Diesel has long been the land transport fuel of choice from an efficiency point of view. Diesel engines use the so-called diesel cycle and are inherently more efficient than the cycle used in conventional petrol engines. However, the efficiency differences decrease when the petrol engine is turbocharged.
But the Volkswagen debacle has given diesel a bad name, and it seems likely that other manufacturers may have similar problems. The problem is that diesels are also inherently “dirty” and harm the environment by emitting very fine particulates as well as other pollutants. These problems can be fixed with various add-ons but the price you pay is a loss in efficiency and an increase in cost. I guess in the Volkswagen case someone decided the price was too high for some markets like that in the US.
For us in New Zealand the issue is rather academic as we do not have regulatory emission controls. Diesel cars are very popular because of the efficiency gains. One of the problems use to be the rather clunky performance of diesels but modern diesels are almost as smooth as petrol engines.
The future of diesel in cars in New Zealand is really tied to the introduction our not of emission controls, and the availability of diesel cars worldwide I think depends on how stringent the emission controls become in the USA and in Europe – the big two “bigs”when it comes to controls. Whatever change occurs I think it will be slow in countries like New Zealand.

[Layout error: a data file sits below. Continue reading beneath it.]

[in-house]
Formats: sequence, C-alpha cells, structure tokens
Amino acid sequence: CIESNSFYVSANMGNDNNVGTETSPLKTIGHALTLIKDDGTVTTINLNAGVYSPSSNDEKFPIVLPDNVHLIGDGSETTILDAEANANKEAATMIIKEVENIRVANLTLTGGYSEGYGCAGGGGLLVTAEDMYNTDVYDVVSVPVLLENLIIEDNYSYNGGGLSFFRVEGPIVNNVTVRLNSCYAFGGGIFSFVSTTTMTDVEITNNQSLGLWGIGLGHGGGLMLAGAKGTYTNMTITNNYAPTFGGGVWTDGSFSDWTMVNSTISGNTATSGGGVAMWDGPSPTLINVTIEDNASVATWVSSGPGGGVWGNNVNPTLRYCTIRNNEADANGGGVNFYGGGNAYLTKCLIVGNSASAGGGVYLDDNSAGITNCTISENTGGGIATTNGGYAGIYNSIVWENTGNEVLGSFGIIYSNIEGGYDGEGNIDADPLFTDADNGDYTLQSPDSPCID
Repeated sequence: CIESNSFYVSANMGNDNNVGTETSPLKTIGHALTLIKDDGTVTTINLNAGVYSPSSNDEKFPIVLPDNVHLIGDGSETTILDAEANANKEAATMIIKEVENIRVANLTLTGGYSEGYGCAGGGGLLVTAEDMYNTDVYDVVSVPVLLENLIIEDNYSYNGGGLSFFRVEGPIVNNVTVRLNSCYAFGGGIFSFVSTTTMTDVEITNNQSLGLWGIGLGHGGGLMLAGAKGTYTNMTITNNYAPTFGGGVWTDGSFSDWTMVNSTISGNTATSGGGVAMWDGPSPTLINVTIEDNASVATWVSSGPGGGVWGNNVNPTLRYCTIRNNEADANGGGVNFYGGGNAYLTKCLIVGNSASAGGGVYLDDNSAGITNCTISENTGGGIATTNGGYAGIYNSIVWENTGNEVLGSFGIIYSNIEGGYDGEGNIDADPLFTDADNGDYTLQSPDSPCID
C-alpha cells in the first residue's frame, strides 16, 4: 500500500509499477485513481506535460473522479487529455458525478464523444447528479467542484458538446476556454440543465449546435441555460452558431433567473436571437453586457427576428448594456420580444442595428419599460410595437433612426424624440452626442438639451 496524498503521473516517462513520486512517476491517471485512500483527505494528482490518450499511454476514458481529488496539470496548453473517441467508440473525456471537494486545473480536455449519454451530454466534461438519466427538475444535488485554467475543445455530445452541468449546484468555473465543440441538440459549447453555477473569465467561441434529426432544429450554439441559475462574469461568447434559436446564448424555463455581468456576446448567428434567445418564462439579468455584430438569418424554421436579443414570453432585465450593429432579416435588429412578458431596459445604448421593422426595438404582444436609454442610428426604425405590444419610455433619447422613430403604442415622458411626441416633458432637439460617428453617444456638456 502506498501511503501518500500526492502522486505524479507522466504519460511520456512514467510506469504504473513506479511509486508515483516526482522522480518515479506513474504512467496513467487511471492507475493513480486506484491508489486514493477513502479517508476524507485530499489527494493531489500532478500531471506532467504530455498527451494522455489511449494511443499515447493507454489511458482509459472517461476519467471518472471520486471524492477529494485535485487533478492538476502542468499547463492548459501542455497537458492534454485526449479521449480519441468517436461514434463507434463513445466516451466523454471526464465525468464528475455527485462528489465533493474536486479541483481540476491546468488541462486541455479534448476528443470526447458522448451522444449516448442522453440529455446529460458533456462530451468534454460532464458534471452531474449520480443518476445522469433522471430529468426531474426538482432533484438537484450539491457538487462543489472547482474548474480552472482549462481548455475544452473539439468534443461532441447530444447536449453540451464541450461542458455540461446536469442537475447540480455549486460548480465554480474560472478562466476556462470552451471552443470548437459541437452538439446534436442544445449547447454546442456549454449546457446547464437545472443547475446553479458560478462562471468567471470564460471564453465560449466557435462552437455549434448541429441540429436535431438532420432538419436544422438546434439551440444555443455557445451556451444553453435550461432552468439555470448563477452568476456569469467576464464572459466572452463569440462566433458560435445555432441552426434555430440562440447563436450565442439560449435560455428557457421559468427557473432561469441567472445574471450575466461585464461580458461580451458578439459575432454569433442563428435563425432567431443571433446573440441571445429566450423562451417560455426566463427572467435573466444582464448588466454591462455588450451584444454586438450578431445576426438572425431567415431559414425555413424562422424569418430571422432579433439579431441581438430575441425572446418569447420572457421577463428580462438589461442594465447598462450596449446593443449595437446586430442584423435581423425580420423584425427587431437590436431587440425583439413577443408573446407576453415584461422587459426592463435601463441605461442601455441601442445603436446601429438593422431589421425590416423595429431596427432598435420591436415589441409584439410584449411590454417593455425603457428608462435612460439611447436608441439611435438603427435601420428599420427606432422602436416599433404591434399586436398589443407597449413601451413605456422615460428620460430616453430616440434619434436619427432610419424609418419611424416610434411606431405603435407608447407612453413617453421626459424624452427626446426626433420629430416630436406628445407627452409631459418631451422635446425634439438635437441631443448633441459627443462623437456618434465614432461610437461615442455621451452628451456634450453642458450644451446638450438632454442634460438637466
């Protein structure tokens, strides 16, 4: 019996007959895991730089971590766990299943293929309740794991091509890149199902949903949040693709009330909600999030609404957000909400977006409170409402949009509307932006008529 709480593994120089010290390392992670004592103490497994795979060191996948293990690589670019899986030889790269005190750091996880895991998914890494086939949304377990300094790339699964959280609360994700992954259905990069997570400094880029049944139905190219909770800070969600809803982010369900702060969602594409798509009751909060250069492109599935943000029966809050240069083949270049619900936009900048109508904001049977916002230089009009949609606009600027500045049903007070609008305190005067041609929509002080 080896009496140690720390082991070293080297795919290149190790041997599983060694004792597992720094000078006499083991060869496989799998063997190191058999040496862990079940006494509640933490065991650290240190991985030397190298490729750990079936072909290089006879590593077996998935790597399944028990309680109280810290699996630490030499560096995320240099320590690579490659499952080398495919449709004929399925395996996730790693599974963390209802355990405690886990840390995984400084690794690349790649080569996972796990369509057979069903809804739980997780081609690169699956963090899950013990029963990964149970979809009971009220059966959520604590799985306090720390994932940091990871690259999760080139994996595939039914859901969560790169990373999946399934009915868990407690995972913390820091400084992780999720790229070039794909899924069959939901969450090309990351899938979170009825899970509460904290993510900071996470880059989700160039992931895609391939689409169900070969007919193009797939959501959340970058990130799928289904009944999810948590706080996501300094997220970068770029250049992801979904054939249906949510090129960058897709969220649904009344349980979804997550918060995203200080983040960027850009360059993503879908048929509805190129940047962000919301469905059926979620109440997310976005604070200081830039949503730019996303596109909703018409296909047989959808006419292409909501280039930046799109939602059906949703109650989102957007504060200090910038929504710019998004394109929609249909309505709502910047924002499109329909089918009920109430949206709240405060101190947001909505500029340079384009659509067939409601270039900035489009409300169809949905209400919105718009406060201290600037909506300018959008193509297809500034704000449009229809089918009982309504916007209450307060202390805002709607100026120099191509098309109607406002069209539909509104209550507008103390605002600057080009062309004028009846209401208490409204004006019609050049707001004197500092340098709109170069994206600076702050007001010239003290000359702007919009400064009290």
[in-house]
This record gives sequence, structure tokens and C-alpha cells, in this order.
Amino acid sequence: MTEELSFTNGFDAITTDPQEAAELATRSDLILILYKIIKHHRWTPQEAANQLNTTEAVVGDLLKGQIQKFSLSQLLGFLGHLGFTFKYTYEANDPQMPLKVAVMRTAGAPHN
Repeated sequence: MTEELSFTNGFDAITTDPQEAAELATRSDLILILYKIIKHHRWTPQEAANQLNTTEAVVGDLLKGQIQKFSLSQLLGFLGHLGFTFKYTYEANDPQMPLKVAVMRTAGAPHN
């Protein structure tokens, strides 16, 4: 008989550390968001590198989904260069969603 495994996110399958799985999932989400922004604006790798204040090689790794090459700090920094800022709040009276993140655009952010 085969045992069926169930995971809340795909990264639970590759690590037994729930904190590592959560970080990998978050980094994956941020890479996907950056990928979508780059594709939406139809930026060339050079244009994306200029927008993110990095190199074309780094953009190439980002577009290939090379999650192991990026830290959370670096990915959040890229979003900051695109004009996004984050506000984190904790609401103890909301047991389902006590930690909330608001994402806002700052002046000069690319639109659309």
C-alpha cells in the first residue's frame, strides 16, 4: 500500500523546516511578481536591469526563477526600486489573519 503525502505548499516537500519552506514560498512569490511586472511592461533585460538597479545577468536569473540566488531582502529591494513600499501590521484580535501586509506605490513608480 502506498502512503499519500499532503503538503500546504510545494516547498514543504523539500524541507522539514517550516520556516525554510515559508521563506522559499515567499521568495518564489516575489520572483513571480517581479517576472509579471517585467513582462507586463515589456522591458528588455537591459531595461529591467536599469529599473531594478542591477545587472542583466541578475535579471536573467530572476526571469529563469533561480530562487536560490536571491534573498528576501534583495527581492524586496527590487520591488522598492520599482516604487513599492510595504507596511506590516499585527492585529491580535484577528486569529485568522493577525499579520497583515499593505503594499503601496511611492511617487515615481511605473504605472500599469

There are some uses where diesel is the pre-eminent fuel and that is mainly in the movement of freight, where weight is such an important factor in costs and the prime mover has to be as fuel-efficient as possible. So don’t expect diesels to be disappearing anytime soon from a rail haulage and long distance road haulage. In these uses even electrics might struggle because of the weight penalty of having to haul around a battery pack. But as I have said before a lot of that depends on the development of battery technology over the next several years, (Such developments can however come at a cost as in the example of the latest generation of Samsung S7 phones showing a propensity to burst into flames).
So diesel is definitely with us for a while yet.
Read Bas’s first article on this series: Hybrid electric/petrol cars: A temporary or permanent solution?
Start a discussion on this topic…
This is another of Bas Walker’s posts on GrownUps. Please look out for his articles, containing his Beachside Ponderings.